Edmond school board OKs replacement, renovation at three local school sites
Edmond Board of Education members passed a number of items concerning funds for replacement or renovation at local schools Monday.
UCO names fall 2013 class marshals
The University of Central Oklahoma has named five students as class marshals of their respective colleges, recognizing them for their academic excellence during Central’s fall 2013 commencement ceremonies Dec. 13 and Dec. 14 at the university’s Hamilton Field House. UCO will have a live streaming video of the ceremonies at its website, www.uco.edu.
2 candidates file for Edmond School Board seat
Filing for local school districts’ school board positions ended at 5 p.m. Wednesday with seven candidates filing for five positions. The election will be held Feb. 11.
Candidates for Deer Creek Office 4 Seat and Guthrie Seat No. 3 are running unopposed, while Guthrie Seat No. 4 has two candidates filing as does the Oakdale Seat No. 1.
Cynthia Benson filed for Edmond Seat No. 4 Seat against Stephanie Bills. Bills was appointed by the sitting school board members to fill a position left open when board member George Cohlmia resigned so his daughter could apply for a job in the district.
Santa Fe High School showcases play Thursday, Friday
Senior Lane Jinkins portraying Mr. Marmalade in the Santa Fe High School play by the same name, tries an imaginary pair of shoes on 4-year-old Lucy, played by senior Jessica Tang. Santa Fe High School drama students are presenting "Mr. Marmalade," this weekend. A dark comedy, the play is a story telling how Lucy deals with abusive behavior through cast members portraying imaginary friends and relatives. Students will be performing the play at 7 p.m. Thursday and Friday.
Edmond district checking employees for criminal misdeeds
Edmond Board of Education members voted to accept the single reading of changes for two board policies, both dealing with school employees.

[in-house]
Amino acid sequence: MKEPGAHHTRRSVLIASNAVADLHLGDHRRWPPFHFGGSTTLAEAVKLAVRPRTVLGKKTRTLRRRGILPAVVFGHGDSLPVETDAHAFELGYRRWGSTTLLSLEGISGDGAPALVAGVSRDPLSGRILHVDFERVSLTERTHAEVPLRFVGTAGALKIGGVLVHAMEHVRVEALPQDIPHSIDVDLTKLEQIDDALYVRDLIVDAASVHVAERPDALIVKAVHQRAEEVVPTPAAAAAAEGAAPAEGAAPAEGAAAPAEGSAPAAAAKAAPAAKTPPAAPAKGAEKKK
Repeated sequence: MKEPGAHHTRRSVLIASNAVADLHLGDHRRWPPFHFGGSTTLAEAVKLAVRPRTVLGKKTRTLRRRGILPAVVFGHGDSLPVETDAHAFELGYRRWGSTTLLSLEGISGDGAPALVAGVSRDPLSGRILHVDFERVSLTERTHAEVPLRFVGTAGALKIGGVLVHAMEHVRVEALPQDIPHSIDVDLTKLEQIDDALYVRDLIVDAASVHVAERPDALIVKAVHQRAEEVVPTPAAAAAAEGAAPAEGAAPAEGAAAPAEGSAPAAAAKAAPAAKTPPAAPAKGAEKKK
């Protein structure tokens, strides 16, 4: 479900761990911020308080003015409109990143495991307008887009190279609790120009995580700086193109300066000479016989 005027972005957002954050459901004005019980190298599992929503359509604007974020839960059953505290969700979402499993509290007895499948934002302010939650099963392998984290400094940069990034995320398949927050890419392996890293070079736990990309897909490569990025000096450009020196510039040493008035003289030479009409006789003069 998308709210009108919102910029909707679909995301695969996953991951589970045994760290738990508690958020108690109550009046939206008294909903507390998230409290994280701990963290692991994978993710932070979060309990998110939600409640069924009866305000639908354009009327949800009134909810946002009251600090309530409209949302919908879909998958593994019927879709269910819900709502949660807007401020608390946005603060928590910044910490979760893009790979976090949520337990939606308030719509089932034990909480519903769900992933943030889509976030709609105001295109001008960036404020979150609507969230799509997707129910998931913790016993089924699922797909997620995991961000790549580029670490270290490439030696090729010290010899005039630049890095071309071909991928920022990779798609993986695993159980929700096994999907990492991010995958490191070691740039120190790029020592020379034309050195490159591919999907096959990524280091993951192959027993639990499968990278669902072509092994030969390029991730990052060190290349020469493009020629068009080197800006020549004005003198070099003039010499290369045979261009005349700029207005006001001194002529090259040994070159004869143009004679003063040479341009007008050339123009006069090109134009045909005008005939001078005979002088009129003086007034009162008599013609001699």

Executive Director of Human Resources Randy Decker presented board members with Policy #2240, Criminal Record Questionnaire, Employee Annual and Policy #2120 dealing with Benefits, Administrator and Professional Non-Bargaining Employees at Monday’s regular monthly meeting.
Decker told board members Policy #2240 deals with a criminal record check initiated in order to be sure nothing shows up as an offense on the record of administrators, teachers and support personnel.
Additional candidate files for Oakdale School Board position
Filing for area school board seats will close at 5 p.m. Wednesday. Candidates may file at the Oklahoma County Election Board, 4201 N. Lincoln in Oklahoma City. There is no filing fee.
Seats up for grabs in the Feb. 11 election include the Edmond School Board District No. 4 seat, Deer Creek School Board Office 4 seat, Guthrie Seat No. 3 and Seat No. 4 and Oakdale Public School District No. 1 seat. If needed, a run-off election will be April 1.
Oakdale incumbent Kelli Walsh filed for Seat No. 1 Tuesday joining J. David Walsh who filed Monday.
Monday Stephanie Bills filed for the Edmond No. 4 seat while Deer Creek incumbent Danny Barnes filed for the Deer Creek Office 4 Seat and incumbent S. Janna Pierson filed for Guthrie Seat No. 3. Guthrie School Board Seat No. 4 is currently filled by Orville Cornelius but is also up for election.
To be eligible for Edmond’s District 4 seat, a candidate must live in the district, be a registered voter in the district, have a high school diploma or equivalency and not be employed by the district or have immediate family members employed by the district. The same criteria apply for the Deer Creek seat.
UCO Department of Design exhibit features work of freshmen
The University of Central Oklahoma Department of Design will open “Habitat: Designs of Dwelling Spaces for Animals,” an exhibit featuring the interior design work of current UCO freshmen, with a free, open-to-the-public reception from 4-5:30 p.m. Dec. 5 in the Melton Gallery in the Art and Design building on Central’s campus. The reception will include light hors d’oeuvres and refreshments.
“In the beginning of the fall semester, each student was randomly assigned a client, which so happened to be an animal of various size and type,” explained assistant professor of design Kevin Steiner.